THE cancer was originally detected following his first year at Harvard Law, on July 10, 1964. It was located behind the left knee, an area which had previously been operated on because of a hamstring injury. Initially a local operation was performed. Later, in the spring, summer and fall of 1966, a further local operation followed by two amputations eventually took all of his leg, but failed to arrest the malignancy. Dan married Joan, finished law school, and had the joy of their daughter in the shadow of time left him. He exercised his profession briefly in a law firm in Allentown in the intervals of hospitalization during the winter and spring of 1966-67. Near the end, while only the faint hope for miracle held amidst the pain, he displayed a strength of will, a selfless, continued interest in those about him, and also, a remarkable facility for detachment. He could calmly discuss the consequences of his impending death for his family; he was so concerned about what he considered a rude inability to remain alert for visitors, that he took to lifting weights on the day before he died in an effort to recapture some strength. There was massive dignity evident until he died peacefully on June 20 in the morning.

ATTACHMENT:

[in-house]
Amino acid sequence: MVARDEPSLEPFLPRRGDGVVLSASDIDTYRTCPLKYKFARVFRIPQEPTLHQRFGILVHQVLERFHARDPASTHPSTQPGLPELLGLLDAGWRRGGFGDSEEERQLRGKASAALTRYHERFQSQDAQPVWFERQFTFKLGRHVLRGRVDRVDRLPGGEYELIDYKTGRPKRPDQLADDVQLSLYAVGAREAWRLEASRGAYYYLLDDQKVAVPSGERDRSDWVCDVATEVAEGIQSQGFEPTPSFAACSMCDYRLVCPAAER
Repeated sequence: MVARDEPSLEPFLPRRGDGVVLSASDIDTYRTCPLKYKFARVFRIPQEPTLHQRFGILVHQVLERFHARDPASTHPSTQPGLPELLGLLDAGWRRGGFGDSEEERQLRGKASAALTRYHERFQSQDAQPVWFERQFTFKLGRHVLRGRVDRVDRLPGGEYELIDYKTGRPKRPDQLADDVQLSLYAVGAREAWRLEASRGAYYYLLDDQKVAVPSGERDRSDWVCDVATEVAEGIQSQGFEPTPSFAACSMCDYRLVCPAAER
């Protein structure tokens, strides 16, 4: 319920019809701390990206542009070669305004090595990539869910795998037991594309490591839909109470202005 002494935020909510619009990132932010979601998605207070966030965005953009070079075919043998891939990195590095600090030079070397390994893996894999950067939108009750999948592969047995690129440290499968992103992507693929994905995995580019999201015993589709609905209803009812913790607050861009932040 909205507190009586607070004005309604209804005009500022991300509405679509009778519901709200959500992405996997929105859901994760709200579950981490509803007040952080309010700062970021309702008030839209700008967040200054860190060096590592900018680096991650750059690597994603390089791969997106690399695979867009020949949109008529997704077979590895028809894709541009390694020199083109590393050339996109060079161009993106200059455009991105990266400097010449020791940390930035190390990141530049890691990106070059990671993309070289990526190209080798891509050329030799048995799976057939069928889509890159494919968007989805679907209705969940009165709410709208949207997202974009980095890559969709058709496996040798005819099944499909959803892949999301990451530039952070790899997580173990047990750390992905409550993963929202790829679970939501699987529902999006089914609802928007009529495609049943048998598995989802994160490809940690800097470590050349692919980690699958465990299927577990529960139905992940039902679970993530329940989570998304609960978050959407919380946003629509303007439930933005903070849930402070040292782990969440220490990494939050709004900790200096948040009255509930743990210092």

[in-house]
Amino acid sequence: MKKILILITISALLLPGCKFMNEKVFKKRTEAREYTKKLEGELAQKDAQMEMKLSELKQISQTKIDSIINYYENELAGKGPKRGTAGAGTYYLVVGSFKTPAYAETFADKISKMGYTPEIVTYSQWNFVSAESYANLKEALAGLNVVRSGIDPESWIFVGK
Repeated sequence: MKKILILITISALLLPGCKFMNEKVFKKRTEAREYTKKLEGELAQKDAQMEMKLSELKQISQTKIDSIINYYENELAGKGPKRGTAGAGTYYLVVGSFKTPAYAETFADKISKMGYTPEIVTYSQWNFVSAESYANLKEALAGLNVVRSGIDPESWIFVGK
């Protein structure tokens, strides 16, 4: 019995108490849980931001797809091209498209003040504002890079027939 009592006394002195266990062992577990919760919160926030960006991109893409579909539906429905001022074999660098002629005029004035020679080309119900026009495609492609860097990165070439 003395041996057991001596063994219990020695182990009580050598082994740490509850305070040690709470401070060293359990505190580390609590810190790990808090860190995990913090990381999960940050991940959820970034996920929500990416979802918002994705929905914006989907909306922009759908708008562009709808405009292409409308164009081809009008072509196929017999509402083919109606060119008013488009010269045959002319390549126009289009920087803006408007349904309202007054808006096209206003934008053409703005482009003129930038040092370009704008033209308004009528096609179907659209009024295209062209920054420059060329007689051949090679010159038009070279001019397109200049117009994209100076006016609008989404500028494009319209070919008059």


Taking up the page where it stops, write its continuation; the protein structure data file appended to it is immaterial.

Dan approached his death with neither bitterness nor self-pity. “I am not afraid,” he said. The emotion he did display was that of angry frustration, a torment that, simply, he should be denied his chance. “He was, after all,” a friend says, “pragmatic more than philosophical, and romantic without being sentimental.” He was an exceptional young man, cast out of qualities that rest easily in few men of any age, at any time.